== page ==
Your missed period this week was probably the first sign of your pregnancy and you may have already performed a home pregnancy test to find out if this is really ‘it’. It’s also important to visit your doctor for a pregnancy test to confirm you are pregnant. This is usually a urine test but a blood test or ultrasound are sometimes used to confirm the pregnancy. The doctor will also be able to calculate an expected birth date for your baby, based on the date of your last menstrual bleeding. If you have time it might be a good idea to write down some information about your last menstrual cycles and contraception use. If you can’t remember the date of your last menstrual bleeding don’t worry- an early ultrasound test can be used to determine the expected date of arrival of your little girl or boy.
If you have not already selected a health professional to care for you throughout pregnancy, now is a good time to choose. You can see a general practitioner (GP), visit an obstetrician-gynaecologist or nurse-midwife for pregnancy consultations. Whoever it is, finding a constant person who can provide information, treatment and some all-important reassurance is essential at this early stage. If you’ve already established a relationship with your care provider during preconception care consultations, you will have already had a general health check-up and received immunisations, supplements and any treatments for medical conditions you need. For more information about preconception care see Pregnancy Planning.
If you did not receive preconception care, these health checks should occur at your first prenatal visit. The earlier in pregnancy they occur, the better. To prepare for your first appointment, jot down some information about your health, including any chronic medical conditions like diabetes or high blood pressure which affect you or your family and information about your previous pregnancies, if this is not your first time. Write down any questions you or your partner have in case you forget them in the heat of the moment. Make sure you put aside a good amount of time as your first check-up should be comprehensive.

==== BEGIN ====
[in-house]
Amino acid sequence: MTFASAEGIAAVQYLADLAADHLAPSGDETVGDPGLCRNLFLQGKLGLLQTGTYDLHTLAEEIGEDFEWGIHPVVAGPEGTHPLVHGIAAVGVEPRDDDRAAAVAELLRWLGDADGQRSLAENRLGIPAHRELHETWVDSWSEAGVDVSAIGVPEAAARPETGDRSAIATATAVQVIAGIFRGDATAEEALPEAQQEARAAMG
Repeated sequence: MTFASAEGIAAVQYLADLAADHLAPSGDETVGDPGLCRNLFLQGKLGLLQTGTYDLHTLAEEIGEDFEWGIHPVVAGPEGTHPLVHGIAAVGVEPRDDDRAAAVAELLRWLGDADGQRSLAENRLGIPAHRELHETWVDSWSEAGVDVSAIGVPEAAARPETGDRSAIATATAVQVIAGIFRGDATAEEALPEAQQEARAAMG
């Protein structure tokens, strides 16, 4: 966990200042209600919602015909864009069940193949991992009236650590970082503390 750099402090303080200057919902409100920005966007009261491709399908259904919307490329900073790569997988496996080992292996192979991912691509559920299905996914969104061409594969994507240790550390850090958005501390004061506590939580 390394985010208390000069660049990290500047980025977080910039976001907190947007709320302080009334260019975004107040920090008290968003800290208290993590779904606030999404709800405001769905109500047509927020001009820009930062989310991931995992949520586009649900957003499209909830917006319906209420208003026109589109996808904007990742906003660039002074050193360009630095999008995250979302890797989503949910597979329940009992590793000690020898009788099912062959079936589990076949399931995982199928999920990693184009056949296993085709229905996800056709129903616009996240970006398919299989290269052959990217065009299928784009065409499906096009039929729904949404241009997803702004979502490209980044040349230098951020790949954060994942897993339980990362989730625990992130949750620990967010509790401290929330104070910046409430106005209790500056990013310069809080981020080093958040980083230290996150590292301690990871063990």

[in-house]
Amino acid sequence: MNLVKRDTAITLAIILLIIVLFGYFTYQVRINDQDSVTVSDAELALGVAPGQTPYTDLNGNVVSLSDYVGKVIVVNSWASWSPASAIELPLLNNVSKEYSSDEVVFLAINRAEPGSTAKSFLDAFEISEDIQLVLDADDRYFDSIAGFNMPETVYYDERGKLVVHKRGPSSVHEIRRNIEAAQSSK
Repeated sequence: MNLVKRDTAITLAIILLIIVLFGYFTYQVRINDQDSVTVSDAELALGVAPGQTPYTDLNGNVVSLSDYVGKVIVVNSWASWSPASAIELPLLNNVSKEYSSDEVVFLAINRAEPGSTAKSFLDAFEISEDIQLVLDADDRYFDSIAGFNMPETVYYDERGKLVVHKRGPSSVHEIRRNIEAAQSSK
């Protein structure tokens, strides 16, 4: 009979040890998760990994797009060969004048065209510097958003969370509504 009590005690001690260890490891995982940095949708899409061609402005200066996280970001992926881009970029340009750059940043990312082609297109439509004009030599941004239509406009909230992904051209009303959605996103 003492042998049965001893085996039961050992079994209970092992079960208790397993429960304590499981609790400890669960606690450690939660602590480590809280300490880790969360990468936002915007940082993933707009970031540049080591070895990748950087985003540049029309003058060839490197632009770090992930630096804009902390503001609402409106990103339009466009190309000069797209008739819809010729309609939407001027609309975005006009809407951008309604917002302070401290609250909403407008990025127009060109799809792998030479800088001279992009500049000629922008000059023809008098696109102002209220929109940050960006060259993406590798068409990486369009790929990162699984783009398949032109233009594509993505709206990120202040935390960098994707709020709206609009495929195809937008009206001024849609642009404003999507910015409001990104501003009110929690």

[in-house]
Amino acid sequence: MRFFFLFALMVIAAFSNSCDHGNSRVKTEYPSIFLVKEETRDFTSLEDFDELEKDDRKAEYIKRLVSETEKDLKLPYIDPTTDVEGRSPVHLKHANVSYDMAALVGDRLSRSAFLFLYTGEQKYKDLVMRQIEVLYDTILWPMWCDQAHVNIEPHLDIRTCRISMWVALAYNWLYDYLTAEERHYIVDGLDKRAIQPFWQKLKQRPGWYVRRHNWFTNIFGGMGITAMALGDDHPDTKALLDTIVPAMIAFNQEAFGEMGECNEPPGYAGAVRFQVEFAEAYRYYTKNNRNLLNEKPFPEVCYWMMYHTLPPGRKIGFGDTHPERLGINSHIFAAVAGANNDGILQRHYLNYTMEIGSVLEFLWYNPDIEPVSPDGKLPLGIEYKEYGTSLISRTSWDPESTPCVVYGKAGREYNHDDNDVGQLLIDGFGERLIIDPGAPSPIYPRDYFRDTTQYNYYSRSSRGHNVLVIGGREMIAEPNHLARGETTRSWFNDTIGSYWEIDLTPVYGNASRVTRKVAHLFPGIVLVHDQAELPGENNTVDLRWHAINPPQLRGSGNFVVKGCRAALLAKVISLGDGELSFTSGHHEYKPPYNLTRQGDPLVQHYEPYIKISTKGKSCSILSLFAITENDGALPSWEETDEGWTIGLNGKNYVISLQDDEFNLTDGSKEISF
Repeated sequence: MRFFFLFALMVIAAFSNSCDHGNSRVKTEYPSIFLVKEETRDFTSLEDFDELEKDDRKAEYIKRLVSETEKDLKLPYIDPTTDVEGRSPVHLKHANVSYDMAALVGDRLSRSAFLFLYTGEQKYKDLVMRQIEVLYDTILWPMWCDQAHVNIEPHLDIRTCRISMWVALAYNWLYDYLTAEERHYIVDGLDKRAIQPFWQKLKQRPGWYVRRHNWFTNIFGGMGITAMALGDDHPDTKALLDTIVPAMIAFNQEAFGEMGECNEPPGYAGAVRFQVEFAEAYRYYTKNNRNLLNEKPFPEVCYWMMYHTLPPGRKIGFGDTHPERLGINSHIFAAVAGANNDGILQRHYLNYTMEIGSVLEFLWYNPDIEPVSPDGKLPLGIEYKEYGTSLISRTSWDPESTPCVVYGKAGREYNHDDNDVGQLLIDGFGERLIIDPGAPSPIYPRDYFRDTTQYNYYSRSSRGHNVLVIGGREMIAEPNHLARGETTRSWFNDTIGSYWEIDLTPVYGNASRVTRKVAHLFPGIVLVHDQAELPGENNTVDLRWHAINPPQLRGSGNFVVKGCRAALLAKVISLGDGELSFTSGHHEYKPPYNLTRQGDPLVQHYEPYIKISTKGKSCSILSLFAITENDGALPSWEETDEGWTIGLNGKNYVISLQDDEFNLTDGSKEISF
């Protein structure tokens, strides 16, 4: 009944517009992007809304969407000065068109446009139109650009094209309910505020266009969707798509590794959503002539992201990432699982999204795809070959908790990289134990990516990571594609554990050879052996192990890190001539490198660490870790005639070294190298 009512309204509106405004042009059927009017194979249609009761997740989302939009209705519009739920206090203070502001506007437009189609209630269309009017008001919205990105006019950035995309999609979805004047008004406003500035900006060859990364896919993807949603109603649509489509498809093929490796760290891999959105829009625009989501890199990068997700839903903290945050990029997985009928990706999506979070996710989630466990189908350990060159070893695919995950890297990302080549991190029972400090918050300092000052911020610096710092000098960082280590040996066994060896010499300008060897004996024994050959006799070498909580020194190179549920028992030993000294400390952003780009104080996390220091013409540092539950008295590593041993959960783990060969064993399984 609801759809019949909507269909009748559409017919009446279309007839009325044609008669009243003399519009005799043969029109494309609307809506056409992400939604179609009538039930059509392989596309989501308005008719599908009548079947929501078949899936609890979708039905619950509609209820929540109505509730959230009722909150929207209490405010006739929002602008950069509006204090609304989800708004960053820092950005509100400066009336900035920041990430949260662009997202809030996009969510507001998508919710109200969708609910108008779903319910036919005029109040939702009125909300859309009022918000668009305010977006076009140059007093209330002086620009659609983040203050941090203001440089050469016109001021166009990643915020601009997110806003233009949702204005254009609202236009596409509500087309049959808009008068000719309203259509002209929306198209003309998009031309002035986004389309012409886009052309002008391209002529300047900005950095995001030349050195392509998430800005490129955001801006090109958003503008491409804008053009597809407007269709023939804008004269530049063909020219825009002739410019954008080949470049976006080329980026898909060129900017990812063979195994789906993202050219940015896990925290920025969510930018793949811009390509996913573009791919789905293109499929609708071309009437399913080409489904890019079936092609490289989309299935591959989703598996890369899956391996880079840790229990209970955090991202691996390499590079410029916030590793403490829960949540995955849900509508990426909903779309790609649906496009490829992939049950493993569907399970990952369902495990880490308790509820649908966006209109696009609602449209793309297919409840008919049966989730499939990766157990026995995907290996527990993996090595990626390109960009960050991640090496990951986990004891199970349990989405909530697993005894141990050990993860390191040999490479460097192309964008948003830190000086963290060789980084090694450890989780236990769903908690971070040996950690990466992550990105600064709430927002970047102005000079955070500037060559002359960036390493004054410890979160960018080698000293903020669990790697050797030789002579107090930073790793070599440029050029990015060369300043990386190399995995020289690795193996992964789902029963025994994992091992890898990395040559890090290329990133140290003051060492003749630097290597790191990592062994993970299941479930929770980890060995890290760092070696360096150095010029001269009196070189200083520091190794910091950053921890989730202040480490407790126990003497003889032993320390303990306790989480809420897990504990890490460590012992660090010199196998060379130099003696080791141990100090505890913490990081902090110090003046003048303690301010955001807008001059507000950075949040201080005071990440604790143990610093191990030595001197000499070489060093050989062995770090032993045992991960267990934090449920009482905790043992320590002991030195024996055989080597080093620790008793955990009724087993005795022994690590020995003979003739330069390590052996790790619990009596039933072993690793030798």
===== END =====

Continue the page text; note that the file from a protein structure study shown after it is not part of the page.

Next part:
Ideally you will have dealt with immunisation, folate supplements and other health issues in preconception doctor appointments. If you have not, it’s important to get to the doctor to discuss folate supplements and take these as soon as possible to reduce the risk that your baby will have a neural tube deficit which can cause conditions affecting the nervous system such as spina bifida.
Health and lifestyle tips and information
If you have not already started, it’s important that you put aside alcohol, cigarettes and any other substances which might harm your developing baby. It’s also a good time to get your pregnancy diet and exercise right. You don’t need to start eating any extra food yet, but it’s important to ensure that you’re eating all the right foods in the right quantities (see Pregnancy and Food for more information). It’s also the right time to start daily exercises if you have not done so already. Exercising now will make it more likely that you continue to exercise throughout your pregnancy (see Pregnancy and Exercise for more information).
More information on the 5th week of pregnancy
|For more information on the fifth week of pregnancy, see 5 weeks pregnant.|
|For more information about the subtle changes in your body which are symptoms of pregnancy, see Changes for mum this week.|
|For more information about how your baby is changing and developing, see Changes for baby this week.|
|For more information about the key points on the fifth week of pregnancy, see Key points this week.|